How does Romeo compare banishment to death?

Romeo compares banishment to death by explaining that both involve torture and living without Juliet. Although he met her just days earlier, Romeo believes that a life without Juliet is not a life worth living.

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When Friar Laurence tells Romeo that the Prince has decided to have him banished from Verona rather than executed for killing Tybalt, Romeo compares his sentence to death. While Friar Laurence believes that Romeo is being melodramatic and ungrateful, Romeo sees being banished as "purgatory, torture, hell itself," because it...

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When Friar Laurence tells Romeo that the Prince has decided to have him banished from Verona rather than executed for killing Tybalt, Romeo compares his sentence to death. While Friar Laurence believes that Romeo is being melodramatic and ungrateful, Romeo sees being banished as "purgatory, torture, hell itself," because it means he will be separated from Juliet, who still lives in Verona and might be unwilling or unable to leave it. In the usual teenage fashion, he refutes all of the Friar's attempts to calm him, because he claims that the Friar cannot understand the passionate love he feels for Juliet (he literally says, "Thou canst not speak of that thou dost not feel").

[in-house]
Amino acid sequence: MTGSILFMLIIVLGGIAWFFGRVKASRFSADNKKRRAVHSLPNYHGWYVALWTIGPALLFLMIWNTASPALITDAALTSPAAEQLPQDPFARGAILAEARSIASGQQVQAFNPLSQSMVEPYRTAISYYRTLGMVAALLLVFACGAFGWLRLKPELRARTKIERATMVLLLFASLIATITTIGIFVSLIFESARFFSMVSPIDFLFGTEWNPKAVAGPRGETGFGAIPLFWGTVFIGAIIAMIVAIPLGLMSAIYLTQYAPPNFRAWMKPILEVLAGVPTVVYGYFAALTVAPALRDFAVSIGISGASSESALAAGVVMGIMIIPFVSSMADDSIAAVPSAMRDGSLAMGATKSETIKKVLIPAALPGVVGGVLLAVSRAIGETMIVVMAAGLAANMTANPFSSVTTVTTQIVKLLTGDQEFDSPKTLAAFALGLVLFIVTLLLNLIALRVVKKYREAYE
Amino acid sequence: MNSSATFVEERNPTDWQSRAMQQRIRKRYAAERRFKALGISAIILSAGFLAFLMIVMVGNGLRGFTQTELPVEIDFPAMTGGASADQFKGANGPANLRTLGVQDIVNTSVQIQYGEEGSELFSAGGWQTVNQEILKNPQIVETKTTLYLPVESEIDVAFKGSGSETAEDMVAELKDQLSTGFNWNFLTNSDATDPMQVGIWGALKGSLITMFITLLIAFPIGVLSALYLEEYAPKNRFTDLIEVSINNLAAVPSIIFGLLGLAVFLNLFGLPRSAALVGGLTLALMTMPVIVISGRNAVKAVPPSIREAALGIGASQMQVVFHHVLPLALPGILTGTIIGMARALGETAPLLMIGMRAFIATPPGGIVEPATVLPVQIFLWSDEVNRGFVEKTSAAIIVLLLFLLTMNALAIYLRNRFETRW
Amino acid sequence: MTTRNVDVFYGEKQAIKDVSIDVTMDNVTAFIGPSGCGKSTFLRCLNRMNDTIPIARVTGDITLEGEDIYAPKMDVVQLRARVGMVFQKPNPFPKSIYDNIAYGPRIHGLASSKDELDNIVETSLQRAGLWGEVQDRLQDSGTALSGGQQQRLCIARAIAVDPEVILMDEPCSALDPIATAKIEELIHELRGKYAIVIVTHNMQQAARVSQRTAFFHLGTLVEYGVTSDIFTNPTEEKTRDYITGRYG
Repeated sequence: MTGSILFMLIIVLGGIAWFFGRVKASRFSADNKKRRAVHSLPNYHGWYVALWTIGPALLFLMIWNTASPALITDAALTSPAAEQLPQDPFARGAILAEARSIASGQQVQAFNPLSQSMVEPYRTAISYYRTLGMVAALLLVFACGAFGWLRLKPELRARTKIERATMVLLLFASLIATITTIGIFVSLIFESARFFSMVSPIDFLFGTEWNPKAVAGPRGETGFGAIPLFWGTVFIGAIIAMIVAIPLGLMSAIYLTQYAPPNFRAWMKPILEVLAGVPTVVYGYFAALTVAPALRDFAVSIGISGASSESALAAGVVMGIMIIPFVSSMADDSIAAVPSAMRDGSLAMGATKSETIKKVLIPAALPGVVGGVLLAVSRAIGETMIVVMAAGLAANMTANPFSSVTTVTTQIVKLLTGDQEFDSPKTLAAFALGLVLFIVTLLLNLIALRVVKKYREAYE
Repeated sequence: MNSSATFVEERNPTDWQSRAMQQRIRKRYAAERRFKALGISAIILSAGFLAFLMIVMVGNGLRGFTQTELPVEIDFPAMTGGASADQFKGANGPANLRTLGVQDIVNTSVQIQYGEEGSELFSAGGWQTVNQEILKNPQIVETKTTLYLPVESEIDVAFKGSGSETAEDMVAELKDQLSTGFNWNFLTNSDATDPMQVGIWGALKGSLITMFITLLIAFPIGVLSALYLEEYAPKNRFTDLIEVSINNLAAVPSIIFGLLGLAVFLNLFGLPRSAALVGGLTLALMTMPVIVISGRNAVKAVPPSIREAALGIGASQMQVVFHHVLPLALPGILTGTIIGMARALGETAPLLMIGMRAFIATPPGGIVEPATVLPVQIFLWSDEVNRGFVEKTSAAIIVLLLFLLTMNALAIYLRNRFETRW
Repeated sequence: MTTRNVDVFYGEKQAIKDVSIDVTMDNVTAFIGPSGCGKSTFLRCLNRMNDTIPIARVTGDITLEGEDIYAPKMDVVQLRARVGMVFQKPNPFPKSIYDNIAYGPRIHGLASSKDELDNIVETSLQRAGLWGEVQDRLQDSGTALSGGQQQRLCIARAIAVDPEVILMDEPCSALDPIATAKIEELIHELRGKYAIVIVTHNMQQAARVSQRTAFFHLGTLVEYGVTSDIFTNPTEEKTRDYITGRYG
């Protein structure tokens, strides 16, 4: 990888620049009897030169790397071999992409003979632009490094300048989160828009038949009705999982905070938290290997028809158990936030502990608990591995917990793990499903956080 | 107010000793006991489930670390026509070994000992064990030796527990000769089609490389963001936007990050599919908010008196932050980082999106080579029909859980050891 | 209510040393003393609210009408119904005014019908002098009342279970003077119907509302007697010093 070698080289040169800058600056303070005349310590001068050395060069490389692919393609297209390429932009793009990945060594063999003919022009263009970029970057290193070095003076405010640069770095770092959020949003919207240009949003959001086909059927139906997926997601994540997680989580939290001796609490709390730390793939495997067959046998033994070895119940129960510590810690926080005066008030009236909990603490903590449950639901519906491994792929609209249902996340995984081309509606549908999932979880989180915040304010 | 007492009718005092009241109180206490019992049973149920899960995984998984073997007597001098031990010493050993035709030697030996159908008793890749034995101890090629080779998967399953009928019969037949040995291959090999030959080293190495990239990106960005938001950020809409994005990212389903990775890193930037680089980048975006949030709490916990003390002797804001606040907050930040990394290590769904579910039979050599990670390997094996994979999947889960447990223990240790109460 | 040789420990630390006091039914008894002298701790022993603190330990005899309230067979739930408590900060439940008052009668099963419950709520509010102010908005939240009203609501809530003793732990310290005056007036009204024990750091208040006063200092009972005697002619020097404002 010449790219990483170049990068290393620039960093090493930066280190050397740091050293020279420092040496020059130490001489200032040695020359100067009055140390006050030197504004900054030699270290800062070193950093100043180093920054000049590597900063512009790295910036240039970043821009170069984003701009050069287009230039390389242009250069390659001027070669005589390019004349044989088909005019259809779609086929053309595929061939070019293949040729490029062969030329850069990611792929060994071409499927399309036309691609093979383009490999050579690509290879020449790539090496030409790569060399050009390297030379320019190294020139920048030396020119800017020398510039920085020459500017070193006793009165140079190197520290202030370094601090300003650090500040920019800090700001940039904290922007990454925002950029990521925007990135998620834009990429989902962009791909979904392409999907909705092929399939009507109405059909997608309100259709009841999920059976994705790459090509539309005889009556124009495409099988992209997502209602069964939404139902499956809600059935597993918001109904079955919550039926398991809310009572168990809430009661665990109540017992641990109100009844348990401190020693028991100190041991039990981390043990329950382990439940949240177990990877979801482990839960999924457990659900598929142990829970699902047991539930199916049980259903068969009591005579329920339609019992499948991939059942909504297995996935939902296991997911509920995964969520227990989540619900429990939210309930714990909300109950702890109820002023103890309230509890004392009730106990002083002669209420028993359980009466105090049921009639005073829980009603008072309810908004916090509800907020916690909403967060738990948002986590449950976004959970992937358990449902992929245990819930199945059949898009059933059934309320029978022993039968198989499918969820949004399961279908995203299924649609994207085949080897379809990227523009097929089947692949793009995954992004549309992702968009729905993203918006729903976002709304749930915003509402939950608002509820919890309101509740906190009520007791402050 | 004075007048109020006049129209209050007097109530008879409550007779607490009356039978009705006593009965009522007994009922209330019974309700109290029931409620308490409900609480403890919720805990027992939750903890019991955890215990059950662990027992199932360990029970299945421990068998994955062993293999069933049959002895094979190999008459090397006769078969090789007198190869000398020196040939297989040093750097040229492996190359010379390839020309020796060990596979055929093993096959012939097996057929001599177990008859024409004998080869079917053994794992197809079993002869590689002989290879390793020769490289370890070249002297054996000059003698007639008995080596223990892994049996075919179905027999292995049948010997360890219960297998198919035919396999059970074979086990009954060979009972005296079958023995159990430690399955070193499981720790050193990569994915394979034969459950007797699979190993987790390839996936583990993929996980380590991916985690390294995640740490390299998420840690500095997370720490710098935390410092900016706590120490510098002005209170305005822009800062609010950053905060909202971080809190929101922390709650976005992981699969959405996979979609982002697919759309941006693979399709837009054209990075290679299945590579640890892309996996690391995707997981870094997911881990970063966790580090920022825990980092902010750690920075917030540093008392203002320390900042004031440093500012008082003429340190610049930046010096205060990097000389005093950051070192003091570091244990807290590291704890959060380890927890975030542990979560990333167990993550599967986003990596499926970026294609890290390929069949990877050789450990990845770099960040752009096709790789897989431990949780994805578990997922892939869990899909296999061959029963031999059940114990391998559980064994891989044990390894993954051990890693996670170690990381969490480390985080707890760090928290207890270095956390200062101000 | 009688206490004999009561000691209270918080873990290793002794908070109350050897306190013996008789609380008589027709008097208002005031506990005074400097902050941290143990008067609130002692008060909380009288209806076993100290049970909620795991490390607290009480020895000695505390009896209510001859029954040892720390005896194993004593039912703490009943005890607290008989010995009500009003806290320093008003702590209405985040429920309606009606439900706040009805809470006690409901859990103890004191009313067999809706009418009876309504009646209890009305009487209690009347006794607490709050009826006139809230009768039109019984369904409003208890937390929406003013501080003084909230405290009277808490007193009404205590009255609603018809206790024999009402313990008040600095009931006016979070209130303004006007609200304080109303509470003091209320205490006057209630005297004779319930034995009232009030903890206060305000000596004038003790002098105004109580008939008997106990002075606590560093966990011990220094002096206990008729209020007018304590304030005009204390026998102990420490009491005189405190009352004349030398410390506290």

Ever since the two met at the Capulet ball, Juliet has become Romeo's central focus, and being with her is his primary goal. Friar Laurence describes the world outside of Verona as "broad," implying that Romeo will find meaning beyond the life he knew in the city, but Romeo only wishes to be with Juliet. He compares himself with stray animals and insects that may remain in Verona and see Juliet, suggesting that such an existence is preferable to living without her at all. His reaction is a reflection of his passionate nature as well as a chilling foreshadowing of his final, desperate actions when he believes that he has lost Juliet to death itself.

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